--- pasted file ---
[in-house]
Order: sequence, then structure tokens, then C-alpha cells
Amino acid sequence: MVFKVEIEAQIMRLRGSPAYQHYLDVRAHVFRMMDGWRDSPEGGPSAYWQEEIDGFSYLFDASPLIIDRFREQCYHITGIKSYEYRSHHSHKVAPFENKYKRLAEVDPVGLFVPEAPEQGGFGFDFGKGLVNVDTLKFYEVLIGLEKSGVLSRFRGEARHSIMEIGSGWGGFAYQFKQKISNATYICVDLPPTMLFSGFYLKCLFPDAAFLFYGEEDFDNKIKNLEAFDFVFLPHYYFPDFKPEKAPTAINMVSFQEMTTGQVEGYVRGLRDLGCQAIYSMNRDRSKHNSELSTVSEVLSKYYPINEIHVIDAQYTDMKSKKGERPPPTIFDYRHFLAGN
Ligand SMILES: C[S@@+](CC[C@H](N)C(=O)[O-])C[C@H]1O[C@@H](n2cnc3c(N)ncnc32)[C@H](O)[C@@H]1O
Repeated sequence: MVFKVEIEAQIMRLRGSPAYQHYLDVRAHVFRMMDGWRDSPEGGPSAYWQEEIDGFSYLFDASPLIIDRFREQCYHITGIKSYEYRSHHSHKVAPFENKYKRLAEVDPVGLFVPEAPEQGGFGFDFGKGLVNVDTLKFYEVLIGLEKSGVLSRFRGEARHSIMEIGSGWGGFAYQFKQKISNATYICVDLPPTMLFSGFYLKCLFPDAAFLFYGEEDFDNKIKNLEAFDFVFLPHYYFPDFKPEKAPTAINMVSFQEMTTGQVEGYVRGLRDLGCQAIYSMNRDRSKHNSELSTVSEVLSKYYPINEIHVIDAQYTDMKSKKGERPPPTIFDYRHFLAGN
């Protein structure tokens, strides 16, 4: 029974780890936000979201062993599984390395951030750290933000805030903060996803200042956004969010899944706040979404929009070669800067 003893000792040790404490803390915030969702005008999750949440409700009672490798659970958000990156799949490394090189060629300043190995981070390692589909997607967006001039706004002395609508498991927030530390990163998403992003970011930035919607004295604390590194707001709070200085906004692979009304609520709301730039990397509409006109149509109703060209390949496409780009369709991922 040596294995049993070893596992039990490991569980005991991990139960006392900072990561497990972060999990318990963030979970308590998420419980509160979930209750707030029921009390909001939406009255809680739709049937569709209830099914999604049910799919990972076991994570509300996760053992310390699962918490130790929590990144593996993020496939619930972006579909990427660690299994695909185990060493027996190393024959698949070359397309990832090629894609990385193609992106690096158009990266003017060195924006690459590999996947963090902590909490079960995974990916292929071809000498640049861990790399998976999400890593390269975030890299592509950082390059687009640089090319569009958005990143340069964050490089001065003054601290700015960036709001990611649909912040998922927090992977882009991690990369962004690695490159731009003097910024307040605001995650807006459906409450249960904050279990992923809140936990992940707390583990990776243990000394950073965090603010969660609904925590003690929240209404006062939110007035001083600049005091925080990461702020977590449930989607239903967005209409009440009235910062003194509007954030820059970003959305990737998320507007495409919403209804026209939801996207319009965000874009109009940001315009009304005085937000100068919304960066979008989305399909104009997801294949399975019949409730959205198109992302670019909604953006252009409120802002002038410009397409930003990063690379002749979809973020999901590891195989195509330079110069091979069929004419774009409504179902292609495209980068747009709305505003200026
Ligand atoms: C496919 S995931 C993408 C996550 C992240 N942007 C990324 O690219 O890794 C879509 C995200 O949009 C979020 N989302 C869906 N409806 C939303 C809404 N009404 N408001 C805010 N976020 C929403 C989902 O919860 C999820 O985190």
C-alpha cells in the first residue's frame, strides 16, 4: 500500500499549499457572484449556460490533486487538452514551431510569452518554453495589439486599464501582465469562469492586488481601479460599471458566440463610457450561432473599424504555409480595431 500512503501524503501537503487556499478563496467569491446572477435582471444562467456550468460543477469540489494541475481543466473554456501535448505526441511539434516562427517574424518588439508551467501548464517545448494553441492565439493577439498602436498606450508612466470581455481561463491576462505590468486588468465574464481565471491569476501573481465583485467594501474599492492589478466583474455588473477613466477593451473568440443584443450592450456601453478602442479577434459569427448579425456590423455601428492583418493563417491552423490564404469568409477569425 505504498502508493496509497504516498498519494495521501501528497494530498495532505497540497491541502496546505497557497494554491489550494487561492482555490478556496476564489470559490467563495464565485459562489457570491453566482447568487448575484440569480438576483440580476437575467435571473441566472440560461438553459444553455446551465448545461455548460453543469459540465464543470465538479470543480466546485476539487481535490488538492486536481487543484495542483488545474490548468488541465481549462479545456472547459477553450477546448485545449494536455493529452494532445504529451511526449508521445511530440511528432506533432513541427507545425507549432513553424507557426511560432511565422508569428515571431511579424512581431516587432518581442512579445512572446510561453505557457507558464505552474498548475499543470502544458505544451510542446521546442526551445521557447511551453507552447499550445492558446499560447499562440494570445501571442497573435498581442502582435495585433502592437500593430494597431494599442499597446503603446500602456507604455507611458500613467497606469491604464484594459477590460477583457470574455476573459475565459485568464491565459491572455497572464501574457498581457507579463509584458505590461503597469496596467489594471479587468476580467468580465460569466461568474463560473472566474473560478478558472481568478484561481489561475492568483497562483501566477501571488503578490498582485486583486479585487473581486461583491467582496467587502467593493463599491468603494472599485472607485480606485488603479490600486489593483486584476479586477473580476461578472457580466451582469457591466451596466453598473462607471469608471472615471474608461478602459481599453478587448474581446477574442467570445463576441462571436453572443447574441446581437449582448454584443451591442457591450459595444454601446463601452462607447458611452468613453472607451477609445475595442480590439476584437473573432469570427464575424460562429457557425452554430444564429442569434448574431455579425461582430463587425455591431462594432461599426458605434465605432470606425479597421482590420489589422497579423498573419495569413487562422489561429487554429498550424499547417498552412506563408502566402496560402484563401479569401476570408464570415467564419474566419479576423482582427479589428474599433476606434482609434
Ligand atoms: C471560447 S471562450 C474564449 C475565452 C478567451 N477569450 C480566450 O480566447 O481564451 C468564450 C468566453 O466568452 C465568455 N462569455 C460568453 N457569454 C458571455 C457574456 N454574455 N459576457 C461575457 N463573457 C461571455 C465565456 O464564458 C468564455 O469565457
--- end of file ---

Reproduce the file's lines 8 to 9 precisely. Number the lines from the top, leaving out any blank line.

C-alpha cells in the first residue's frame, strides 16, 4: 500500500499549499457572484449556460490533486487538452514551431510569452518554453495589439486599464501582465469562469492586488481601479460599471458566440463610457450561432473599424504555409480595431 500512503501524503501537503487556499478563496467569491446572477435582471444562467456550468460543477469540489494541475481543466473554456501535448505526441511539434516562427517574424518588439508551467501548464517545448494553441492565439493577439498602436498606450508612466470581455481561463491576462505590468486588468465574464481565471491569476501573481465583485467594501474599492492589478466583474455588473477613466477593451473568440443584443450592450456601453478602442479577434459569427448579425456590423455601428492583418493563417491552423490564404469568409477569425 505504498502508493496509497504516498498519494495521501501528497494530498495532505497540497491541502496546505497557497494554491489550494487561492482555490478556496476564489470559490467563495464565485459562489457570491453566482447568487448575484440569480438576483440580476437575467435571473441566472440560461438553459444553455446551465448545461455548460453543469459540465464543470465538479470543480466546485476539487481535490488538492486536481487543484495542483488545474490548468488541465481549462479545456472547459477553450477546448485545449494536455493529452494532445504529451511526449508521445511530440511528432506533432513541427507545425507549432513553424507557426511560432511565422508569428515571431511579424512581431516587432518581442512579445512572446510561453505557457507558464505552474498548475499543470502544458505544451510542446521546442526551445521557447511551453507552447499550445492558446499560447499562440494570445501571442497573435498581442502582435495585433502592437500593430494597431494599442499597446503603446500602456507604455507611458500613467497606469491604464484594459477590460477583457470574455476573459475565459485568464491565459491572455497572464501574457498581457507579463509584458505590461503597469496596467489594471479587468476580467468580465460569466461568474463560473472566474473560478478558472481568478484561481489561475492568483497562483501566477501571488503578490498582485486583486479585487473581486461583491467582496467587502467593493463599491468603494472599485472607485480606485488603479490600486489593483486584476479586477473580476461578472457580466451582469457591466451596466453598473462607471469608471472615471474608461478602459481599453478587448474581446477574442467570445463576441462571436453572443447574441446581437449582448454584443451591442457591450459595444454601446463601452462607447458611452468613453472607451477609445475595442480590439476584437473573432469570427464575424460562429457557425452554430444564429442569434448574431455579425461582430463587425455591431462594432461599426458605434465605432470606425479597421482590420489589422497579423498573419495569413487562422489561429487554429498550424499547417498552412506563408502566402496560402484563401479569401476570408464570415467564419474566419479576423482582427479589428474599433476606434482609434
Ligand atoms: C471560447 S471562450 C474564449 C475565452 C478567451 N477569450 C480566450 O480566447 O481564451 C468564450 C468566453 O466568452 C465568455 N462569455 C460568453 N457569454 C458571455 C457574456 N454574455 N459576457 C461575457 N463573457 C461571455 C465565456 O464564458 C468564455 O469565457